Wednesday, 30 November 2011

fine art printing for photographers exhibition quality prin

Whisky, Tango, Foxtrot?

I know, I know. But this is the actual headline.

I came across it while trawling for articles about fine art printing. I still have no idea what the site is about.

I believe it's a blog but, judging by the content, it's been created by a loop-pedalling zombie on acid.


Here's a link to the site, if you dare visit. It's not at all pretty.

Friday, 25 November 2011

Connecticut man wins election due to typo

Am I being too cynical or could this only happen in America?

James R Butler ran for office but it's his son, James J who's been accidentally elected.


According to all the reports, James J, the son, has no choice but to remain elected whether he likes it or not. His resistance is hindered by the fact that he shares not only the same address but also the same birthday as James R, his father. So, according to the records, JJ is categorically the one who stood for office and therefore becomes the reluctant winner. Imagine how the news must have affected his poor old dad.

Here's the offending section of the ballot paper.


Having been involved with the printing of ballot papers in a previous life, I can virtually guarantee that this could not have happened in the UK. There are simply too many checks and double checks made on every part of each ballot paper to allow an error like this to slip through.

But, to get back to the story, I wonder what JJ was doing when he heard the news that he'd been elected instead of his old man. Playing golf? Supervising the barbie? Casually watching TV?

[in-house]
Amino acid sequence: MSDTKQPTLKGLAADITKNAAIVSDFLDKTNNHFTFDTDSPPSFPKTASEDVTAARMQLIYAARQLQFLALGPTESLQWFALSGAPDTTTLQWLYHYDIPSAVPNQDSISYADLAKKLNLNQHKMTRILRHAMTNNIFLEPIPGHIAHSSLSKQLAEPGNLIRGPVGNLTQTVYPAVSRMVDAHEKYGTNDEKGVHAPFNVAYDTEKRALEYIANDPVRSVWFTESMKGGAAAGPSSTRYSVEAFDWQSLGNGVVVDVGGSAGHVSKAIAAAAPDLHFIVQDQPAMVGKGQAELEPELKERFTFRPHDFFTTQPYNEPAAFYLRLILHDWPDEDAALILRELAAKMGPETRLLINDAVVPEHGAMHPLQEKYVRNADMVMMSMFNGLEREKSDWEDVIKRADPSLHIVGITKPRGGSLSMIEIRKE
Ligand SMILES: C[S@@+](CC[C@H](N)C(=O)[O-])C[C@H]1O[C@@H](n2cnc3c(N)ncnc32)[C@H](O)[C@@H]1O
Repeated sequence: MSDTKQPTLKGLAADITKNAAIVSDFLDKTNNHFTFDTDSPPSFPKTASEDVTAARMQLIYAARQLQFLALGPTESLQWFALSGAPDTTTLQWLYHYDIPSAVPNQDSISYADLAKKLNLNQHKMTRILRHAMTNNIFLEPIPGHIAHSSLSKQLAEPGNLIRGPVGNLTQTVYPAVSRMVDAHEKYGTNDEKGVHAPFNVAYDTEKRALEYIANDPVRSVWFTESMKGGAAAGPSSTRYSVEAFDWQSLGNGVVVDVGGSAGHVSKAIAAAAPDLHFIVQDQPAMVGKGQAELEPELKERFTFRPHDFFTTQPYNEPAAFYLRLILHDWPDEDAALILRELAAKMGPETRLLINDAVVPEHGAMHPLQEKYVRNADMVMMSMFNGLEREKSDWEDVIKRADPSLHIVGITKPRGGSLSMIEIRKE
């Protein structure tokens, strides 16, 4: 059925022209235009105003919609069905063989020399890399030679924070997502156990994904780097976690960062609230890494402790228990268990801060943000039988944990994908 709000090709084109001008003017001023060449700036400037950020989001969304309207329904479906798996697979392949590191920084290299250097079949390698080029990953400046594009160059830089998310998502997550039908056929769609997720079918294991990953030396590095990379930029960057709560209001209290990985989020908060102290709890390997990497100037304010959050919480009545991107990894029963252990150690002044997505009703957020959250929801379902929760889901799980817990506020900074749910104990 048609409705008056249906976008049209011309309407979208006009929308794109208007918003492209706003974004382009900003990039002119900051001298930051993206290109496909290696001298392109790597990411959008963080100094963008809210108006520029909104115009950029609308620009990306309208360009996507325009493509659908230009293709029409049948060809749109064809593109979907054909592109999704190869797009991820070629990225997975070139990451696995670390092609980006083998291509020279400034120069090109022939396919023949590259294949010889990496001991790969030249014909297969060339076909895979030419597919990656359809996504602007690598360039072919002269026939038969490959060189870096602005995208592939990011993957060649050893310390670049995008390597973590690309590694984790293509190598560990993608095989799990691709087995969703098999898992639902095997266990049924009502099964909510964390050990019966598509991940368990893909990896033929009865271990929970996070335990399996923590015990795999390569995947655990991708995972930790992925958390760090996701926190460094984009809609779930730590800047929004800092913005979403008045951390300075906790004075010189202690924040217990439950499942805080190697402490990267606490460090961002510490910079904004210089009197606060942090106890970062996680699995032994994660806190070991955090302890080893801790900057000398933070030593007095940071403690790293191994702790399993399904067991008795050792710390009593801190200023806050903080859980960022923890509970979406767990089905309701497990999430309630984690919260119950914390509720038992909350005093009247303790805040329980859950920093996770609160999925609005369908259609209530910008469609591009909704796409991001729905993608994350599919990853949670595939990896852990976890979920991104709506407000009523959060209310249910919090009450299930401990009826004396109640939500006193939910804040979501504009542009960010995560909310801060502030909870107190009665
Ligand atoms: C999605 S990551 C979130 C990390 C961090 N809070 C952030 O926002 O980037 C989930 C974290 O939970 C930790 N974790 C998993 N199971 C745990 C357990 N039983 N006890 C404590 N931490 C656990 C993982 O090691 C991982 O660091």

An old episode of Dallas perhaps?

The one in which we find out who shocked JR.

Wednesday, 23 November 2011

I'm On The Road To Nowhere

Hmm. Five Roads Roundabout.


I'm guessing that the fifth road must take you directly to Hogwarts.

Oh, wait. I'm sniggering because there are only four roads. But actually there are only two, surely?

Wizardry abounds.

Monday, 21 November 2011

Facebook fiend

Another from the Facebook files. This one comes courtesy of Greg L.

Not for the easily offended.


Tempting as it often may be, I wouldn't stoop to such relentless harassment.

Funny to witness someone else doing it though.

Friday, 18 November 2011

Printing error, NI Water? Come off it.

Shame on you, Northern Ireland Water, for blaming your mistake on a printing error.

The picture and text below are taken from an article which appeared in the Belfast Telegraph on 27 October.

Northern Ireland Water is facing another embarrassing blunder after a misprint of its helpline number appeared on leaflets sent to thousands of homes across Northern Ireland.
The new leaflet from the water agency, which provides information about protecting pipes from freezing during the winter, has already caused confusion among some householders trying to ring the helpline.
It provides information on how to protect pipes from freezing, and what to do if your pipes freeze or burst, and forms part of NI Water’s public winter awareness campaign.
Part of the advice is a contact number for its emergency line.
The number given on the inside of the leaflet is missing a digit, and householders trying to use it are met with only a dead line.
A correct version of the helpline number is printed on the back of the flyer.


NI Water has admitted the blunder, but said it won’t be re-issuing the leaflets.